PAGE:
Novak Djokovic finally leaves Australia after losing his lawsuit

After two weeks legitimacy sometimes feels like a real tennis match, an Australian judge decided that the world does not. 1 tennis player Novak Djokovic not welcome in Australia. The unvaccinated athlete left the country on an Emirates flight at 10:30pm on Sunday, ahead of the Australian Open.

Djokovic has been granted a medical exemption from the strict travel vaccine rule by the Australian Tennis Association by the Tennis Association of Australia to allow the No 1 superstar to compete at the Australian Open, starting in Monday. But when he arrived in Australia on January 6, border authorities detained him in an immigrant hotel, citing the tennis association’s lack of authority over medical duties.

Four days later, a judge reinstated his visa as he recovered from COVID in December, which was the only way to carry out his immunization duties. But photos and interviews showing a Djokovic without a mask in the days after his positive result angered many and turned his story into a global debate about vaccines. -ask for. The difference in when he found out he had COVID and where he went on a trip make it clear that he – or someone – knowingly or unintentionally lied on Australian forms.

Australia’s health minister later revoked his visa, citing that he was becoming a symbol of the embargo ministry and that his presence was a threat to national order. . He has been allowed to stay while he appeals the health minister’s decision, which was denied on Sunday.

“I am extremely disappointed with the Court’s decision to dismiss the Minister’s request for reconsideration of my visa cancellation decision, which means I cannot stay in Australia and participate in the Australian Open,” Djokovic said. “I respect the Court’s decision and I will cooperate with the relevant authorities regarding my departure from the country.”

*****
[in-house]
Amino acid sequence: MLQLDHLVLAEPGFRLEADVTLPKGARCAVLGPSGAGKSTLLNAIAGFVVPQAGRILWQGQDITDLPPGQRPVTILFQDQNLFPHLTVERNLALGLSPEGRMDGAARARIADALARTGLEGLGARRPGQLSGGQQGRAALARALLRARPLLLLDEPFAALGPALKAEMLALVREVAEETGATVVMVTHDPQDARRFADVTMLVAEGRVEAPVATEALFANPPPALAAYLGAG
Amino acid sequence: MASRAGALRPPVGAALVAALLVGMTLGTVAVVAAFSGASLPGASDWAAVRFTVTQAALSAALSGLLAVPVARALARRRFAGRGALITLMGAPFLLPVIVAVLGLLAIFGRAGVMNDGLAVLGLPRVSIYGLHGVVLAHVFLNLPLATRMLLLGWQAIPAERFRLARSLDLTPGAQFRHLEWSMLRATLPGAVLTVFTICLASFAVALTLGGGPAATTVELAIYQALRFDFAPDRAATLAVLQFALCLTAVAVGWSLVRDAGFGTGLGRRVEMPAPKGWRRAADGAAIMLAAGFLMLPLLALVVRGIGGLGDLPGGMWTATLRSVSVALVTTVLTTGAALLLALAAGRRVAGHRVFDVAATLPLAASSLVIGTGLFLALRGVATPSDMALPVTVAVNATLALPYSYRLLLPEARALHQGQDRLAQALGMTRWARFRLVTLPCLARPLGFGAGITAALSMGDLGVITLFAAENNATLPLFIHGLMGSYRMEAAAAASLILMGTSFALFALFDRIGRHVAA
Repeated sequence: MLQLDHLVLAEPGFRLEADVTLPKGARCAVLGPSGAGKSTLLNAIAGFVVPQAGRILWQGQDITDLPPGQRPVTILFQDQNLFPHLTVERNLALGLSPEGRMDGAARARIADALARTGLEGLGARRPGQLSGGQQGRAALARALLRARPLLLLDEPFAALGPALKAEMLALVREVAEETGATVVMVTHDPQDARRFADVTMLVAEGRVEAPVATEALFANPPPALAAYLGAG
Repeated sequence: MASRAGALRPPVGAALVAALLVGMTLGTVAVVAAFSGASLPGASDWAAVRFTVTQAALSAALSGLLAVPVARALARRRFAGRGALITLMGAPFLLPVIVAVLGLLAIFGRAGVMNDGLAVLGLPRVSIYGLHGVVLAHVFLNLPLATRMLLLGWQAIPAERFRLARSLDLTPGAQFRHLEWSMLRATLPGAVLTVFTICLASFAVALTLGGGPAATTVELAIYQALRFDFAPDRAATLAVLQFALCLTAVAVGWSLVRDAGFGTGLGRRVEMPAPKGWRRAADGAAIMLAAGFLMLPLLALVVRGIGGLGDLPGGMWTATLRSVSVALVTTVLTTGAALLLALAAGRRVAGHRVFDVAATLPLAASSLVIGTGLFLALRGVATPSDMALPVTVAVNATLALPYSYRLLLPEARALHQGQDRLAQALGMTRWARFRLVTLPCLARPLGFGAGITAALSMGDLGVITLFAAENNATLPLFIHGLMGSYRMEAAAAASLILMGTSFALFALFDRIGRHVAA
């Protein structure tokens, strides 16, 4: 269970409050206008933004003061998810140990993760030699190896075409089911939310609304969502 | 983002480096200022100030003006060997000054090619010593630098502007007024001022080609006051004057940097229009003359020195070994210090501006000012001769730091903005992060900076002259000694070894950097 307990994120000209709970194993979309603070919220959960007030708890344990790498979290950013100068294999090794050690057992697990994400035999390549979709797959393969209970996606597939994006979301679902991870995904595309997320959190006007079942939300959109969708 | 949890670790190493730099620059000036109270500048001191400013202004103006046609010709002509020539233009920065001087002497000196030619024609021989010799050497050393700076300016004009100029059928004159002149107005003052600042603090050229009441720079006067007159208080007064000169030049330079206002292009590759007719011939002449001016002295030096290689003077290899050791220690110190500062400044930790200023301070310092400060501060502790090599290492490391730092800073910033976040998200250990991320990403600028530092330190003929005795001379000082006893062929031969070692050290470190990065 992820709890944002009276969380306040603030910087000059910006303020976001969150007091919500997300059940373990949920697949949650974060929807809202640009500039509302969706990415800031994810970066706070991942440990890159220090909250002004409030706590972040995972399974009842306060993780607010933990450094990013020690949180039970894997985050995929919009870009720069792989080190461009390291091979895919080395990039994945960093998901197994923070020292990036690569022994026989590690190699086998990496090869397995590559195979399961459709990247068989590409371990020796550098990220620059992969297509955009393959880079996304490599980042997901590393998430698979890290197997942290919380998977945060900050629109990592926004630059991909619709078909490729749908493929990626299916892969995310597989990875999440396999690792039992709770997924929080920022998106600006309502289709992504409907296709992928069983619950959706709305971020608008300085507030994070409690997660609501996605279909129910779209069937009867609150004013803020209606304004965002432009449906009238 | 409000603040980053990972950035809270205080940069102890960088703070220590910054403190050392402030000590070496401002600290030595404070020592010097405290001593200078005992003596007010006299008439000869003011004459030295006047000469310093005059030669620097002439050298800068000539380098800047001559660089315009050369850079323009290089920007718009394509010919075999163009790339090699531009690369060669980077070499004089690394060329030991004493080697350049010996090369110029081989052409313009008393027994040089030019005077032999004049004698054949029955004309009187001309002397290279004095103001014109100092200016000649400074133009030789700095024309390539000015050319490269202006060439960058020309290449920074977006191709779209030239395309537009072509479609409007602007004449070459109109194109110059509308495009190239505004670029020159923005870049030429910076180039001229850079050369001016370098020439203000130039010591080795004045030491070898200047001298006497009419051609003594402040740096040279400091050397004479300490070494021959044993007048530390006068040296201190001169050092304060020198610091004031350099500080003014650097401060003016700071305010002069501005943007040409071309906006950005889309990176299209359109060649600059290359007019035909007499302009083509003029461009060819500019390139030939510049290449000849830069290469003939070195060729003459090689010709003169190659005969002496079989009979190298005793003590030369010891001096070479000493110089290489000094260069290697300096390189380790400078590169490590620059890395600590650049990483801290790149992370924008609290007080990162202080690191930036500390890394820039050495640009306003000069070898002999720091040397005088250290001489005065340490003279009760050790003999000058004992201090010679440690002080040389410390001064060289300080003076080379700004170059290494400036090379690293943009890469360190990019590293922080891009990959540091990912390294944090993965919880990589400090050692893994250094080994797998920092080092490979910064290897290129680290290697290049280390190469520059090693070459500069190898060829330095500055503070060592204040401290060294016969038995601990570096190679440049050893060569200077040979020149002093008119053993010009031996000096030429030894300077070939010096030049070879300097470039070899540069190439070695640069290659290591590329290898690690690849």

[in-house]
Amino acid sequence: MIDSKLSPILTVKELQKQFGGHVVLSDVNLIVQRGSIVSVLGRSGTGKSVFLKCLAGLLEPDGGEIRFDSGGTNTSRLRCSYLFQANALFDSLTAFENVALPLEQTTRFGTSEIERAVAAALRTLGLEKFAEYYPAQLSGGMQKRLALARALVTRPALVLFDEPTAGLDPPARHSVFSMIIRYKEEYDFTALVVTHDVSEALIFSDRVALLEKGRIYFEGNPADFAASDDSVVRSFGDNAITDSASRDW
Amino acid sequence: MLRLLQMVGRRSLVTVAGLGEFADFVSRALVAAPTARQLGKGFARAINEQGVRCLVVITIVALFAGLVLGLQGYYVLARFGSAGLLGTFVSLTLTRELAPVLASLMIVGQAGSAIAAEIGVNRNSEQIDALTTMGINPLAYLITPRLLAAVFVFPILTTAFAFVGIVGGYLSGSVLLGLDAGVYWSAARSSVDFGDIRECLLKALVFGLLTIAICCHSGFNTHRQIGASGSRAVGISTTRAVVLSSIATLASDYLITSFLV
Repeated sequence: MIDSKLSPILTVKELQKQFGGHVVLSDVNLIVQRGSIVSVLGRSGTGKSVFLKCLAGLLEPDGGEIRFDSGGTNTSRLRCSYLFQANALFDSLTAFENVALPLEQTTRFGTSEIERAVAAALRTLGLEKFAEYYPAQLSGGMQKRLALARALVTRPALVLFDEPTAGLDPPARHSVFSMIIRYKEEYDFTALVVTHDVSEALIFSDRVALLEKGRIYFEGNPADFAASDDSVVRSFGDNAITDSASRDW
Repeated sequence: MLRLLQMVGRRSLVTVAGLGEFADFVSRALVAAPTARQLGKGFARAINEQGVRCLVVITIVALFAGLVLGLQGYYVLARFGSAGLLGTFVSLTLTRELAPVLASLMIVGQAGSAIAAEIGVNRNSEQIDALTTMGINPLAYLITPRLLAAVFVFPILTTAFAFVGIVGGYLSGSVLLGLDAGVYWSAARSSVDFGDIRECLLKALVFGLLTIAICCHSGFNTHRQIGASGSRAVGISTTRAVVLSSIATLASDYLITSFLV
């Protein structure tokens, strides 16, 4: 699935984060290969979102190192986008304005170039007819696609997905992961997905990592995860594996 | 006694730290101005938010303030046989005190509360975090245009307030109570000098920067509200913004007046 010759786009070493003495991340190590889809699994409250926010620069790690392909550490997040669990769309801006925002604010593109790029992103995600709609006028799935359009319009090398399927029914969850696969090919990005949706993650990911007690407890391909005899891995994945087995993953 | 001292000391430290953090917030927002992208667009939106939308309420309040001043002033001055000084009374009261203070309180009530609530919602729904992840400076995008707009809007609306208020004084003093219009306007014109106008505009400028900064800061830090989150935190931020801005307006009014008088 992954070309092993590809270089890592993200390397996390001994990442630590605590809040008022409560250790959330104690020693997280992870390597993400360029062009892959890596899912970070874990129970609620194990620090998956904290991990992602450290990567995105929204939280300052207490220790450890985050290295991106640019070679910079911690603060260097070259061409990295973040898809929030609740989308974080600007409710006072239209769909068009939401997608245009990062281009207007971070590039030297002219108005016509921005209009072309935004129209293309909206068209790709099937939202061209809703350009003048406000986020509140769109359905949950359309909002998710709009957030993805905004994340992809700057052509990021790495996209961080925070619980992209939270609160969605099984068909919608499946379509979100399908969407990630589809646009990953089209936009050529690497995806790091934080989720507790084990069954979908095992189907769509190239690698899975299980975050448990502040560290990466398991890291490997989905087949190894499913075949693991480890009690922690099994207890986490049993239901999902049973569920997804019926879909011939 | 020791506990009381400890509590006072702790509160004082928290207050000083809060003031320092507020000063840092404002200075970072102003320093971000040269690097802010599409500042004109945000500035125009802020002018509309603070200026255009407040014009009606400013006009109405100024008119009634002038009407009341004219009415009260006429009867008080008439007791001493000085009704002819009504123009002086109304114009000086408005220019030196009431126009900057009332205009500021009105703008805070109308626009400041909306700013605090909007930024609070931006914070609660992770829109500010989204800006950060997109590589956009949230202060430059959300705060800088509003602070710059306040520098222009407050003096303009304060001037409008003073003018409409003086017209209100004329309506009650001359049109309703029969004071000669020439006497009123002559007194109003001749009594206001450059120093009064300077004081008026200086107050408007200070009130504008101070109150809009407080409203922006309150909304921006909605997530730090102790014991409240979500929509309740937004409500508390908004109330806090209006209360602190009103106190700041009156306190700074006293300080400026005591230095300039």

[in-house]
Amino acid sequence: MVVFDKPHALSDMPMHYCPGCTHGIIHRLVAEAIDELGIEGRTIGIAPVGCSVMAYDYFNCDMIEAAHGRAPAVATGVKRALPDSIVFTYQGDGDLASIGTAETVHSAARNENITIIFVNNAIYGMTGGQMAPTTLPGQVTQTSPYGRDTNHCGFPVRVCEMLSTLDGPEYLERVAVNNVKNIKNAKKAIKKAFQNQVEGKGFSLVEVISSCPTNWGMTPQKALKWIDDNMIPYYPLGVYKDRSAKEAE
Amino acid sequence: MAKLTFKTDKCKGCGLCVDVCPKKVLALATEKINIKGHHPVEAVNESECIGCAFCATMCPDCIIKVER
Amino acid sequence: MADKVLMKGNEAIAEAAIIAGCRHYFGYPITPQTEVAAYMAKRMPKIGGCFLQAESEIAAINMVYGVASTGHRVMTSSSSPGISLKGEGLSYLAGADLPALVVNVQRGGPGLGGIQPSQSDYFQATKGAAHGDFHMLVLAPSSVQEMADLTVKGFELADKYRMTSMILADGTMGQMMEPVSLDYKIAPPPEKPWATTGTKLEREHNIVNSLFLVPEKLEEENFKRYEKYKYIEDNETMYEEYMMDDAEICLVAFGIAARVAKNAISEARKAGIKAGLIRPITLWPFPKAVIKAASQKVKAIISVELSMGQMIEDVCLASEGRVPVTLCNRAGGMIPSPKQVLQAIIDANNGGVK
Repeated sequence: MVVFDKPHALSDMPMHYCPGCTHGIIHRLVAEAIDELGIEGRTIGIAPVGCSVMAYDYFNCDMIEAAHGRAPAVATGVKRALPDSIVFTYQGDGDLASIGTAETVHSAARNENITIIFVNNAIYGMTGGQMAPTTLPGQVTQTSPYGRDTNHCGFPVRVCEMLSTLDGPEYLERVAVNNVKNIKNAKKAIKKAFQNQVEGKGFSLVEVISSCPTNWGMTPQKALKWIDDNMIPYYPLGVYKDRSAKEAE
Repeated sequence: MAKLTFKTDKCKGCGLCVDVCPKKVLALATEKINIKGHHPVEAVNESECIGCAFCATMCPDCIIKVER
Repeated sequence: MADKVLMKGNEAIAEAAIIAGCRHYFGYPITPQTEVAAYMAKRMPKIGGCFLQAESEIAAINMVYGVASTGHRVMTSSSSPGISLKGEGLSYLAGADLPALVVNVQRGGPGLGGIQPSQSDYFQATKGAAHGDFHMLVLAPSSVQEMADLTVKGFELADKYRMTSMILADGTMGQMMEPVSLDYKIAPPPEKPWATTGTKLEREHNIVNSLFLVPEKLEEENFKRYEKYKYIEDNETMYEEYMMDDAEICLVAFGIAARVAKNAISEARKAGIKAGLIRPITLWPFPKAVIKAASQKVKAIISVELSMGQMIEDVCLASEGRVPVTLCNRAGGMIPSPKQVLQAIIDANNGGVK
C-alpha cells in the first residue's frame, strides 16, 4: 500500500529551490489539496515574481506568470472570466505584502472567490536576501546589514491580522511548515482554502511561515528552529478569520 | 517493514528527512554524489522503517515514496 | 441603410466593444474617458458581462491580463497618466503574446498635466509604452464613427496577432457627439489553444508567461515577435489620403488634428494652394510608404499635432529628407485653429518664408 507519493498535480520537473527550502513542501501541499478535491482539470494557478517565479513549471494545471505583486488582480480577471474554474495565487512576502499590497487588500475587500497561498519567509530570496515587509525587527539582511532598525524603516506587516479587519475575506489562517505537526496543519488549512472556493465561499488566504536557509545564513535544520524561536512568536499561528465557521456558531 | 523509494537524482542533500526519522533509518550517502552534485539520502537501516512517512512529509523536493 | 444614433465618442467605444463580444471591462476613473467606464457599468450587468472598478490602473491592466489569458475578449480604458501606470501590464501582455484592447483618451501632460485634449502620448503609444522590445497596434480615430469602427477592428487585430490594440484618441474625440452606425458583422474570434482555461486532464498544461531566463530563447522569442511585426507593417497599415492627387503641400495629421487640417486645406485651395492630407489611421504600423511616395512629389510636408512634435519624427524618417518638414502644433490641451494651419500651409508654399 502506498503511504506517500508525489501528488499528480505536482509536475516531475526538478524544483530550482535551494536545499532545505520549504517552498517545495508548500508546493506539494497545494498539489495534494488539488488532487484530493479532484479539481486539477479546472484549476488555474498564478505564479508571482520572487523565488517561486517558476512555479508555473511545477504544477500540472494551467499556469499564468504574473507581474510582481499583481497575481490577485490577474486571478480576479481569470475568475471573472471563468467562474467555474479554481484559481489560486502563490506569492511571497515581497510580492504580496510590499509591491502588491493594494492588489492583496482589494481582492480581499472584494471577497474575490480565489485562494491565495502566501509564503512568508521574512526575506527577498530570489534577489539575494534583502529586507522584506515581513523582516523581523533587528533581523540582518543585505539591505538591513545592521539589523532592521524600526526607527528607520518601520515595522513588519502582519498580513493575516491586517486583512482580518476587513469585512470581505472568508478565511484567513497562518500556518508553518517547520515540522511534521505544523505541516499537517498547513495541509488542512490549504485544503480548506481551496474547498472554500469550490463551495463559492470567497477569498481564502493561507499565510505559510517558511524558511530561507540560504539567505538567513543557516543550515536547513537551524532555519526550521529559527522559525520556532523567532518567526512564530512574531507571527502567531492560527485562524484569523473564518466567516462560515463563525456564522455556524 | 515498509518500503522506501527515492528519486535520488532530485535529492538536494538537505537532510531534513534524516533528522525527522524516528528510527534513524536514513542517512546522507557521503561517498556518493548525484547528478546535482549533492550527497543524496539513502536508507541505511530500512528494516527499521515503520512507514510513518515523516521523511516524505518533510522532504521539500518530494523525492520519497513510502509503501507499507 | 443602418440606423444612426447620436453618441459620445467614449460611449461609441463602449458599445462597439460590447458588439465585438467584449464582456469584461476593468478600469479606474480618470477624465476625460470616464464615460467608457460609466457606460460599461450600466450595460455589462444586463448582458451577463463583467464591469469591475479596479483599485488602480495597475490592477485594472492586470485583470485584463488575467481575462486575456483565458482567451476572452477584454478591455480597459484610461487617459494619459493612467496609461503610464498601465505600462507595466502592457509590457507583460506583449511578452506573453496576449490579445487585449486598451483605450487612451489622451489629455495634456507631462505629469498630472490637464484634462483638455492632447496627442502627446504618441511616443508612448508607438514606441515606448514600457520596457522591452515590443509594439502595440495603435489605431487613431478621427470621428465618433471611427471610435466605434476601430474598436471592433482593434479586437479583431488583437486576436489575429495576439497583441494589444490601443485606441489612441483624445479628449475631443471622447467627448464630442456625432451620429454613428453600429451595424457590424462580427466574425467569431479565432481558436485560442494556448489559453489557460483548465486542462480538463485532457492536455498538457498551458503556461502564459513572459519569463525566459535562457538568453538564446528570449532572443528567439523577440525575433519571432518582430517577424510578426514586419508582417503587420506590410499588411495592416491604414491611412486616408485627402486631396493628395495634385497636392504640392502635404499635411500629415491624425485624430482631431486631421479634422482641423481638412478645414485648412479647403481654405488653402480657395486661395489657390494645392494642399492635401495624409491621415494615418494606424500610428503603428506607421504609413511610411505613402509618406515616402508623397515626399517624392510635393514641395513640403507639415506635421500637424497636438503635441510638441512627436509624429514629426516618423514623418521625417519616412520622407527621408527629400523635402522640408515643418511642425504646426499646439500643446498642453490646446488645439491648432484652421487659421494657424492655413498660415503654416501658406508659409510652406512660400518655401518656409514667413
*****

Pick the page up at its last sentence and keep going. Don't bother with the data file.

A panel of three judges ruled that Djokovic’s appeal against Australian Health Minister Alex Hawke’s cancellation of his visa for health reasons did not meet legal requirements and that Hawke acted in the country’s interest. .

Djokovic’s presence in Australia, for reasons of his status and reasons for his publicly expressed views and behavior, may affect others who are not vaccinated or boosted or acted inconsistently with public health advice and policy,” Hawke wrote to the court defending his actions. “Right or wrong, he is seen as espousing an anti-subversive view.”

The story upset the Australian Open players, who felt the competition had been compromised by Djokovic’s antics. Many told the star he should just take the collision and others blamed the Australian Tennis Association for its mixed message.

“Novak would never have come to Australia if he had not been authorized to enter this country by the government,” Canadian tennis star and founder of the Professional Tennis Athletes Association Vasek Pospisil said on Sunday. Japan. “He will skip the Australian Open and go home to his family and no one will talk about this mess.” He went on to say that there is a “political agenda” in Australia. “This is not his fault,” he said. “He did not force entry into the country and did not make his own rules. He’s ready at home.”

The incident is seen as a blow to the anti-vax movement that has seen Djokovic as a sort of cult hero. Serbian President Aleksander Vucic criticized Australian authorities for the chaos, saying they “thought they humiliated Djokovic” but instead “humiliated themselves”.

“If you’ve been told that an unvaccinated person cannot enter Australia, then Djoovic either won’t come or has been vaccinated,” he said. “A witch hunt has literally hit a person and a country because they wanted to show Novak Djokovic how the world order works and how they can treat whoever they choose. this.” Novak Djokovic finally leaves Australia after losing his lawsuit


ClareFora is a Interreviewed U.S. News Reporter based in London. His focus is on U.S. politics and the environment. He has covered climate change extensively, as well as healthcare and crime. ClareFora joined Interreviewed in 2023 from the Daily Express and previously worked for Chemist and Druggist and the Jewish Chronicle. He is a graduate of Cambridge University. Languages: English. You can get in touch with me by emailing:

Related Articles

Back to top button